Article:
• The iPhone is by far the most sexy phone on the market, unlike all the other black plastic boxes it just sticks out in the crowd. 
  • The iPad delivers unbeatable battery life and fills the 'I'm waiting three minutes for the bus' productivity gap. 
  • The Macbook Air is slick, fits in a fashionable bag and offers sufficient power for the form factor. 
  • The iMac fits my office, has the best screen I've ever seen and combined with the magic track pad it's awesome to use.
Google

I've also high demands on convenience and services need to be focused on me, the user. Convenience in my vision is delivered through the cloud, I don't want to manage, control and maintain anything. Google delivers this level of convenience with a broad set of software services, all accessible based on a single account.
  • My personal domain aadjemonkeyrock.com is powered by Google Apps, providing me with email, calendar and documents. It's easily accessible, even on a public computer while traveling, hassle free and I don't need to worry about backups etc. For a chaotic person like me, the incredible search capabilities are essential, it's the only way I can find stuff from the past. I use this for all my personal productivity and with my plans to start some independent freelance work it becomes even more important.
  • This blog is powered by Blogger, the feeds with Feedburner and the analytics with Google analytics. I earlier wrote about simplicity versus complexity or Blogger versus Wordpress, but the key advantage of Blogger is the convenience provided by the tight integration with other the services and Google account integration.
  • Google reader is still my home base for consuming news and sharing information. News consumption has been enriched with various micro blogging services, but the core of consumption is still in the time shifted nature of feeds. Especially when living in Europe and consuming a lot of US based news the real-time nature of micro blogging is not always the most convenient way to consume news.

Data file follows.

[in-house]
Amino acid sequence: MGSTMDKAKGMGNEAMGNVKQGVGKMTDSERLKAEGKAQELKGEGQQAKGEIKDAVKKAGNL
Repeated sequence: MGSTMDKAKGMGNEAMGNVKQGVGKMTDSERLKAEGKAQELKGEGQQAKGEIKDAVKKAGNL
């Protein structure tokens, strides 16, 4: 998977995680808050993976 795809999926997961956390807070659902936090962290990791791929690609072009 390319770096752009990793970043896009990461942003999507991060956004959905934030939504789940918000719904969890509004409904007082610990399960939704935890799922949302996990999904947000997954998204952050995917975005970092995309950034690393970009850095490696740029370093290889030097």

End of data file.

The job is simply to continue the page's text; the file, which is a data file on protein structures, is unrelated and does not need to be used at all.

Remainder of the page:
• Google AppEngine powers some of my hobby projects like my life stream aggregator and is currently also being considered for a start-up project I'm working on. Google AppEngine is simple, convenient and still very powerful. There are no entrance barriers and it has almost unlimited scaling possibilities.
  • Picasa and YouTube play a role in sharing family and vacation pictures, although my favorite travel blogging service has become OntheRoad.to
  • Google Chrome is also the default browser that powers my Macs. It's again about simplicity,  convenience and power. The sync feature is simple, but adds and enormous about of convenience when using multiple devices for your daily work. 
How about Microsoft?

I still have a Microsoft Media Center, as a result of a hobby project. I love the concept, it works reasonable but is far too complex. It's a computer and not a living room device. I'm afraid Google is also missing the boat here, due to too much complexity and Apple doesn't want to ship to Europe (As usual with new product and I absolutely hate this). I haven't decided yet how to move this forward, for now I keep it running on an older version of Windows.

I like Windows Phone 7 and Windows 7, however with my strong preference for really nice and sexy hardware I haven't found a pretty device yet. Besides Windows 7 really need to fix their sleep resume problems. It needs to work 100% of the time, not 98% because that is still booting once a day! 

Further Microsoft's strength lays in Enterprise solutions and I'm an individual consumer with simplicity and convenience being a lot more important than sophistication and maximizing productivity. For organizations Microsoft delivers excellent solutions and I'm confident they will also help organizations moving their business towards the cloud.